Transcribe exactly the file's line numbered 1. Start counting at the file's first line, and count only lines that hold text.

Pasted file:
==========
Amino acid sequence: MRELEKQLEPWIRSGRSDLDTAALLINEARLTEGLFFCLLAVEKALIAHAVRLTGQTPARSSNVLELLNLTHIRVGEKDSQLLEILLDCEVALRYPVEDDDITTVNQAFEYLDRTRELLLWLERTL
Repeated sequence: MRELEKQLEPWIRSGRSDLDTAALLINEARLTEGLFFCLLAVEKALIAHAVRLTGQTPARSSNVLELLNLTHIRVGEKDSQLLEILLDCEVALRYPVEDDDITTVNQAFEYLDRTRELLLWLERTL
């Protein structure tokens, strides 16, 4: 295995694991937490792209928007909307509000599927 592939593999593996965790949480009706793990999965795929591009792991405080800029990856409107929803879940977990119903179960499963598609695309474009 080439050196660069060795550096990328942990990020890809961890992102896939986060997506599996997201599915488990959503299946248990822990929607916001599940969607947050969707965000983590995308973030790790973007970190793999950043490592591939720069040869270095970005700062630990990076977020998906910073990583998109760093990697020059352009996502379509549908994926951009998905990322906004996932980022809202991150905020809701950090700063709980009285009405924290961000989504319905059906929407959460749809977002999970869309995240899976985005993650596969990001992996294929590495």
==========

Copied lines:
Amino acid sequence: MRELEKQLEPWIRSGRSDLDTAALLINEARLTEGLFFCLLAVEKALIAHAVRLTGQTPARSSNVLELLNLTHIRVGEKDSQLLEILLDCEVALRYPVEDDDITTVNQAFEYLDRTRELLLWLERTL